National Sections of the L5I:

South-Asia

Congress and the birth of India

14 August marks the fiftieth anniversary of India’s independence. Richard Brenner examines how the British Raj met its end, not through some enlightened decision to “give India self-government” but through the actions of the mass movement against foreign rule, led by the Indian National Congress and its foremost representatives, Mahatma Ghandi and Jawaharlal Nehru. Read more...

Reaction triumphs

With the capture of Kabul by the forces led by Ahmed Shah Massoud and the installation of an Interim Commission of the Mujahedin in power on 28 April the fourteen year long Afghan civil war came to an end. Another may follow, as Mike Evans explains Read more...

The Pakistan Peoples Party: Snare for workers and peasants

Printed in 1988

After nearly 15 years of Zia’s dictatorship, the Pakistani People’s Party, under Benazir Zardari (née Bhutto) is raising its political profile. Andy Bannister looks at Pakistan’s recent past and what lies in store for workers in the future. Read more...

The Soviet intervention in Afghanistan

Adopted by the MRCI conference, April 1988

1. In 1978 the People’s Democratic Party of Afghanistan (PDPA) seized power. It was a party based on the urban intelligentsia and the upper ranks of the armed forces. The party was based on the Stalinist monolithic model but was riven by factional conflicts. The PDPA’s programme consisted of a series of democratic reforms, based on continuing the policy of co-operation with the USSR which had been pursued by the king until 1973, and which Daoud, in conjunction with the CIA and the Shah of Iran, was attempting to stop. The seizure of power had popular support in the towns. It was, however, not a Soviet organised putsch. The Soviet Union had hitherto been content with Afghanistan as a neutral buffer state. In return the Soviet Union pumped in large amounts of aid being concerned only that the Afghan regime was “friendly”. But the effects of Soviet aid (army training, education etc) were to pro-Sovietise the majority of the army officer corps and state bureaucracy. Read more...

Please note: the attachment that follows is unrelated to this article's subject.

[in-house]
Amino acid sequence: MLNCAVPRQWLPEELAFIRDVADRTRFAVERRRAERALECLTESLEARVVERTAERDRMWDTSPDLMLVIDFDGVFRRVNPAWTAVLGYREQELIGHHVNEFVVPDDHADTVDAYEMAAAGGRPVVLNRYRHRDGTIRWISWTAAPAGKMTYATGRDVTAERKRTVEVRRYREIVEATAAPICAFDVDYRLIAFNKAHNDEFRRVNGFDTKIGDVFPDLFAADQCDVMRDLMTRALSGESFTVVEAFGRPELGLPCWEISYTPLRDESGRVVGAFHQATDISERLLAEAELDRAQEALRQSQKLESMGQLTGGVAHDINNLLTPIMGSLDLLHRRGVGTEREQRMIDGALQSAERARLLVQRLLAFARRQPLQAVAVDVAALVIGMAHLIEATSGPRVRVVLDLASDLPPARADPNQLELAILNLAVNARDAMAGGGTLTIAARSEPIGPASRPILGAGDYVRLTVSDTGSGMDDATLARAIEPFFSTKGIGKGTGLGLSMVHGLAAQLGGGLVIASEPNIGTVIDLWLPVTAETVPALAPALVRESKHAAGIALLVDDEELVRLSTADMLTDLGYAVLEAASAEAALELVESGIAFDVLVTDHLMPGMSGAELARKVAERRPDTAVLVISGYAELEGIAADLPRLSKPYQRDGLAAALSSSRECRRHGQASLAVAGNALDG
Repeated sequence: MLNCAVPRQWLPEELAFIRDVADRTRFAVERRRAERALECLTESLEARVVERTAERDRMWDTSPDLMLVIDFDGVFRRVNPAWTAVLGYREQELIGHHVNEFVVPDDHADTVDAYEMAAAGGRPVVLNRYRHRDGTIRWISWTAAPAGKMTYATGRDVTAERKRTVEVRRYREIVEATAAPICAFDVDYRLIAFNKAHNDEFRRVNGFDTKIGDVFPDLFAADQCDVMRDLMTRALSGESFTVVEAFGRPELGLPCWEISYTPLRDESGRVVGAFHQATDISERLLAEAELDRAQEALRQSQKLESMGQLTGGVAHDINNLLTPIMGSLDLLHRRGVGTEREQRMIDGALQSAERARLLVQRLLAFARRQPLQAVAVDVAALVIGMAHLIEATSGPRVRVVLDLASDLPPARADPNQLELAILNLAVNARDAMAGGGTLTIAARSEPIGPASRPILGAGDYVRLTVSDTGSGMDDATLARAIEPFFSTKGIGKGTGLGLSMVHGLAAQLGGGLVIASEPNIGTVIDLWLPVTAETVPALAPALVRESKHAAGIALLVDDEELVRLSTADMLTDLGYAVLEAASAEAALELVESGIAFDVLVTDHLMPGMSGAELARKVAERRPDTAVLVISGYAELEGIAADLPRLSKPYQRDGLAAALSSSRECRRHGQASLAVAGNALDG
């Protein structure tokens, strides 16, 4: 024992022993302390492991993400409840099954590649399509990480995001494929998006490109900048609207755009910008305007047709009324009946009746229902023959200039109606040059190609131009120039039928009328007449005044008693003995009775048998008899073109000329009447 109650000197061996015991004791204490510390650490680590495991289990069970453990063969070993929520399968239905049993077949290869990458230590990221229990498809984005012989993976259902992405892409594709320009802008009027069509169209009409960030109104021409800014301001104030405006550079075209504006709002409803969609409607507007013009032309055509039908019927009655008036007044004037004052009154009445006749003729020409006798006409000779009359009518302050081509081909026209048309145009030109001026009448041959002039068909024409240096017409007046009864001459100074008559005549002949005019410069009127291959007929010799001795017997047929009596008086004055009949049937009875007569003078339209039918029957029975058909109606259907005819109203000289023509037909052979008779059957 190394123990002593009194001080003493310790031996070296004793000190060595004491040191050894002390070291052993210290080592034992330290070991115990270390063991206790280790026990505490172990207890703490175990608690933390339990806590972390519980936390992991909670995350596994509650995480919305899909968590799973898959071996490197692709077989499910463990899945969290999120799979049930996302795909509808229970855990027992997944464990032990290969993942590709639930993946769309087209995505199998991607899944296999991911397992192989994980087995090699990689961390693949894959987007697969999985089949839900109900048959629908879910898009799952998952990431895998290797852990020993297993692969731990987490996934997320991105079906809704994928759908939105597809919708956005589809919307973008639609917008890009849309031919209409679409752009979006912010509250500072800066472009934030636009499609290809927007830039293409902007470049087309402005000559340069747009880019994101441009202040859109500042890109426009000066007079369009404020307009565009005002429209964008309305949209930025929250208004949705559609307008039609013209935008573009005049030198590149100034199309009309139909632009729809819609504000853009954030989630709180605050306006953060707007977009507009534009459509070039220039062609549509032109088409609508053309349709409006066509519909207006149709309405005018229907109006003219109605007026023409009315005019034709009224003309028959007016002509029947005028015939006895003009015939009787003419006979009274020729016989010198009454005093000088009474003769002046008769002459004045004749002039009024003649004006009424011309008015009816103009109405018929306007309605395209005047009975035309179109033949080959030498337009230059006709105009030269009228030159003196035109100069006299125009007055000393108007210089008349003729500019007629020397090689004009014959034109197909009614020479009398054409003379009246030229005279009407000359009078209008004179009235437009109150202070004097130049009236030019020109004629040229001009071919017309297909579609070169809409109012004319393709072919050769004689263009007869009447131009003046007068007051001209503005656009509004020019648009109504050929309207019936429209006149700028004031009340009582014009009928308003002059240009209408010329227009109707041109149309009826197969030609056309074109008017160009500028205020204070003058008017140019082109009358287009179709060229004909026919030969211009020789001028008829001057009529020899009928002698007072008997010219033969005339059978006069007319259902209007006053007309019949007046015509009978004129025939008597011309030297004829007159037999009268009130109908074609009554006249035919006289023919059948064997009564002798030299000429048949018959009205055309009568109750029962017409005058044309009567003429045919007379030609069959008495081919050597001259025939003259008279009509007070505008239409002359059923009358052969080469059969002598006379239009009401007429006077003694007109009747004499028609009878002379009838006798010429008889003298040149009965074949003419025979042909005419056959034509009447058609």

Sri Lanka and the Tamil question

1. The India Sri Lanka Accord of July 1987 represents the latest attempt at imposing a reactionary settlement on the national struggle of the Tamil people. The accord proposed autonomy which demanded the disarming of the only force enjoying the support of the Tamil people and reliance on Indian troops responsible for the repression of national groups inside India. It proposed a referendum in the Eastern Province in late 1988 to decide whether to continue links with the Northern Province. Read more...

Peace talks fail

For the past six months in Sri Lanka political attention has been fixed on the fate of discussions between the various Tamil guerrilla groups and the United National Party (UNP) government. Also involved in these talks was Rajin Ghandi’s government in India. Neither the ‘ceasefire’ that accompanied the discussions, nor the discussions themselves were a success from the Tamils’ point of view. Read more...

Guerillarism: a flawed strategy

Ranged against Jayawardene are the organisations of the Tamils, many of which have taken up the armed struggle. How should revolutionaries assess the role of the guerrilla organisations in the present struggle? What has the last twelve months revealed about their petit bourgeois nationalism? Read more...

Tamils under attack

July’s carnage on the streets of the capital Colombo was neither a new nor an unexpected event. Attacks on the 2.8 million minority Tamil population have been regularly aided and abetted by Sri Lanka’s 30,000 strong police force and army 98% of whom are drawn from the 11 million strong Sinhalese majority population. Read more...